Traditional banking institutions have raised concerns regarding cryptocurrency businesses.

Obtaining the SPDI charter lets cryptocurrency businesses apply for master accounts with the Fed to get access to the Fedwire payment system, which lets participants send or receive payments on behalf of corporate or individual clients, among other services. Traditional banking institutions have raised concerns regarding cryptocurrency businesses obtaining SPDIs.

“These entities see the value in getting access to Federal Reserve payments systems like the Fedwire Funds Service and the automated clearinghouse (ACH) network, but do not want to play by the same rules as traditional banks,” Rob Nichols, CEO of the American Bankers Association, says. “Finding chartering authorities that are willing to redefine what it means to be a bank introduces risks to the financial system’s safety and soundness, consumer protection laws and international reputation.”

The Bank Policy Institute has offered cautious support for Wyoming’s effort to encourage Kraken and other cryptocurrency businesses to come to the state as part of the regulated banking sector. “We hope that the state works together with federal regulators like the Federal Reserve to impose robust standards on Kraken and similar businesses, in recognition of their potential risks,” the institute has said.

Federal Actions

Recently, the Office of the Comptroller of the Currency (OCC) took several steps that impact cryptocurrency businesses, including the creation of a new national charter for nondepository fintech companies, a move that alters the state-federal dual banking system by preempting state regulation.

“If facilitating fintech innovation and protecting consumers is the goal, preempting state licensing and consumer laws with a federal charter is not the answer,” says John Ryan, president and CEO of the Conference of State Bank Supervisors (CSBS). “State regulators have been the primary regulator of fintech companies. Federal preemption in financial services regulation should be the exception, not the rule. If misapplied, preemption can undermine financial market competition, innovation and consumer protections.”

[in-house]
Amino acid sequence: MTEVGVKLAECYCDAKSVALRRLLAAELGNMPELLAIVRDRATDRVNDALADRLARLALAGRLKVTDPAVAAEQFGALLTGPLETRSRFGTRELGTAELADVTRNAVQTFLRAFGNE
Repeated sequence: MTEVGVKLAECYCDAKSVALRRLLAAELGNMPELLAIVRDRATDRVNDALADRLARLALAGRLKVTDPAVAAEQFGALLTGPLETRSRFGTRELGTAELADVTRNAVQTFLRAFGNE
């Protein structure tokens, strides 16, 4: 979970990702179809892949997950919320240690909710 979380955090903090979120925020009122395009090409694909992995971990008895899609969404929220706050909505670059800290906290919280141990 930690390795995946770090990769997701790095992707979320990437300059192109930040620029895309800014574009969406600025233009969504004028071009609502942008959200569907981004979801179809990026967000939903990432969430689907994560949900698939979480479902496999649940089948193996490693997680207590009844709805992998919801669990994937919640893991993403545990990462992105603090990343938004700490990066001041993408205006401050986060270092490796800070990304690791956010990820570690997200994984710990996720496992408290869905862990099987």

NCSL strongly supports the preservation of the dual banking system established by Congress and believes the system enables state governments to apply laws and regulations that best serve the needs of local economies and citizens. Furthermore, any federal preemption of state banking authority should be done only by Congress, not federal agencies like the OCC. A lawsuit filed against the OCC by the bank supervisors conference and the New York Department of Financial Services is still in litigation.

In addition to the fintech charter, the OCC has, through interpretative letters, increased the trust and custodial powers of national banks for cryptocurrency assets. Based on the letters, the OCC conditionally approved the charter conversion application for Anchorage Trust Co., permitting the company to become a national trust bank.

Since Bitcoin’s beginnings in a 2008 white paper published under the pseudonym Satoshi Nakamoto and the first Bitcoin being mined in 2009, virtual currencies have exploded in number and value. Bitcoin is now just one of many virtual currencies used as a medium of exchange by individuals and merchants around the world. Who knows what the future holds for virtual currencies and if their acceptance and market value will continue to rise?

Heather Morton is a program principal in NCSL’s Fiscal Affairs Program.